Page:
"Outside the norm" paramedic drugs

NomadicMedic

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I'm curious if any ground medics are carrying drugs outside of the normal load out. For example, most of use have haldol, a benzo or two and benadryl for sedation. Anyone carrying Ziprasidone?

Antiemetics are usually Zofran and Phenergan. Anyone carry anything like Anzemet?

It seems like the standard ALS pain meds are Fentanyl, Morphine and Toradol. What do you have in your box? Butorphanol?

My guess if it's anyone, it'll be someone from Texas. :)
 

akflightmedic

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I'm curious if any ground medics are carrying drugs outside of the normal load out. For example, most of use have haldol, a benzo or two and benadryl for sedation. Anyone carrying Ziprasidone?

Ok, you got me. Why are you carrying Geodon? Are you encountering schizos in acute violent outbursts often enough to require this? Are there off label uses you are carrying this for?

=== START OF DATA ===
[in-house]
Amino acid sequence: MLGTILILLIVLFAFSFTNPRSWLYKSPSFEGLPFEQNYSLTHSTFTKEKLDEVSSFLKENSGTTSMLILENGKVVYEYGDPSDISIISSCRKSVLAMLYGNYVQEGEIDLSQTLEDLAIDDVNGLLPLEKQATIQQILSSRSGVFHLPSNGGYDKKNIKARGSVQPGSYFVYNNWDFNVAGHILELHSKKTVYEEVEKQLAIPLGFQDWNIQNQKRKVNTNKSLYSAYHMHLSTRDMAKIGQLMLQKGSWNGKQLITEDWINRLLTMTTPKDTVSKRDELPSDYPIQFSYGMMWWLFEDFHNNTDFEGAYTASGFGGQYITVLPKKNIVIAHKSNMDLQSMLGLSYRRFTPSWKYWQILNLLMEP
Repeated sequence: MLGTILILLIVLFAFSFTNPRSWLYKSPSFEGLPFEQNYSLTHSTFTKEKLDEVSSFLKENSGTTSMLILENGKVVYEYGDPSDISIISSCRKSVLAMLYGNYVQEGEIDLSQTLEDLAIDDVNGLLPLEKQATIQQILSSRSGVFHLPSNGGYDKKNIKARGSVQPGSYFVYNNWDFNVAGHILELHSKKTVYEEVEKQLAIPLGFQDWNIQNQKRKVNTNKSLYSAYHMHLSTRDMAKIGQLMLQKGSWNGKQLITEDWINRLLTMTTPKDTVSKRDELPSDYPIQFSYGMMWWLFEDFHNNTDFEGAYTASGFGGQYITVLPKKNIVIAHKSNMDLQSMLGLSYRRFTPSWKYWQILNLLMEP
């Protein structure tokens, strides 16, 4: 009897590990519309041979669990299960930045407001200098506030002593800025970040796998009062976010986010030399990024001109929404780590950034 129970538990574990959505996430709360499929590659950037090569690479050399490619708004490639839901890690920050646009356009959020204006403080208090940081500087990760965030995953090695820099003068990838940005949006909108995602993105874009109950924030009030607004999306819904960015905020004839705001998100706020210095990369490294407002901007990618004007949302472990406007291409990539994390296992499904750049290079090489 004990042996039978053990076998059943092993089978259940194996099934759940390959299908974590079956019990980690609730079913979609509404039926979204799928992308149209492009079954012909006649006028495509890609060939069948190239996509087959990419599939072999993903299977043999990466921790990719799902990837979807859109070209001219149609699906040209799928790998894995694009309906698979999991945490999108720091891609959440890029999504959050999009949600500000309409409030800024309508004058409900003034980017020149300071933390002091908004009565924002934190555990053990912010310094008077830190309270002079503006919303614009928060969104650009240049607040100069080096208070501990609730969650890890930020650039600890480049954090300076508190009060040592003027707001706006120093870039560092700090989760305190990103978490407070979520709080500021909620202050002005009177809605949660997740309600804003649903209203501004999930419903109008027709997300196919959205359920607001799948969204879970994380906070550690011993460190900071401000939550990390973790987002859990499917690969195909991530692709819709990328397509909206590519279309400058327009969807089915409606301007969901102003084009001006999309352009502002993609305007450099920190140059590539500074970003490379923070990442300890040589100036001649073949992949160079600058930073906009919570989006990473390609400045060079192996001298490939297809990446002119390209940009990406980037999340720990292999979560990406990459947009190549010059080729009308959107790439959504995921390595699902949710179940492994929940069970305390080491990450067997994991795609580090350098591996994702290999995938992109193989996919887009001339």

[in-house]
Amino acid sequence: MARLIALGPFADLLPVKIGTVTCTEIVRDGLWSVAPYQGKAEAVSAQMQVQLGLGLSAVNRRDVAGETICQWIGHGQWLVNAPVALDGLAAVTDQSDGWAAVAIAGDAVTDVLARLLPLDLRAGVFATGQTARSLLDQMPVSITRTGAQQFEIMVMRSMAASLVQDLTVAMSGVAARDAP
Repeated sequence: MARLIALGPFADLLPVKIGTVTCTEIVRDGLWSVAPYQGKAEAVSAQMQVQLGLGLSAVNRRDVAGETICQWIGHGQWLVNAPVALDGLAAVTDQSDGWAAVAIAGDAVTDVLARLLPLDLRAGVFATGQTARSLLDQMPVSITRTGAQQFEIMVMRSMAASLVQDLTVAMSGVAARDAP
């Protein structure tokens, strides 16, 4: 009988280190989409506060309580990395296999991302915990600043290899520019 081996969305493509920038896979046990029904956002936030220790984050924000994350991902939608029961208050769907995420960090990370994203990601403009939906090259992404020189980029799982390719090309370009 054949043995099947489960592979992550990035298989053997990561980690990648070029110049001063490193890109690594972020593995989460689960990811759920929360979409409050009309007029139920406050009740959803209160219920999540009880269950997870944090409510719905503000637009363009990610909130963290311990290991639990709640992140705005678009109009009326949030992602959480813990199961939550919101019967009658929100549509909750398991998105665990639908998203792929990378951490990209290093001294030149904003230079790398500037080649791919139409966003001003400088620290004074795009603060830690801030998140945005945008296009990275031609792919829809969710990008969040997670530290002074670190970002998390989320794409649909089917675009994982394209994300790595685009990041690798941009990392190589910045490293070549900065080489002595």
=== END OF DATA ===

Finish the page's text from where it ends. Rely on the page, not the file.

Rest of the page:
Do the risks outweigh the benefits? What if they are on oral geodon and you give some more IM...bad juju there.

What benefit is there to administering geodon over other agents?

Antiemetics are usually Zofran and Phenergan. Anyone carry anything like Anzemet?

This one I was not familiar with but from what I read it is given about an hour before chemo treatments or two hours prior to surgery.

So why and what is the benefit of this drug on an ambulance?

It seems like the standard ALS pain meds are Fentanyl, Morphine and Toradol. What do you have in your box? Butorphanol?

This one I know under the name Stadol.

Widely used in veterinarian medicine...
Highly abused in the nasal spray form
More effective in women and used during labor or in conjunction with some surgical anesthesia.

Again, same question...what is the benefit over the other meds and why carry this when it is limited in its actions?
 
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NomadicMedic

NomadicMedic

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I'm not currently carrying any of these, but know of services that do have the examples that I mentioned.

My last ALS service carried Anzemet instead of Zofran. Benefit? I don't believe there was any, aside from the fact that it was what the med control doc wanted.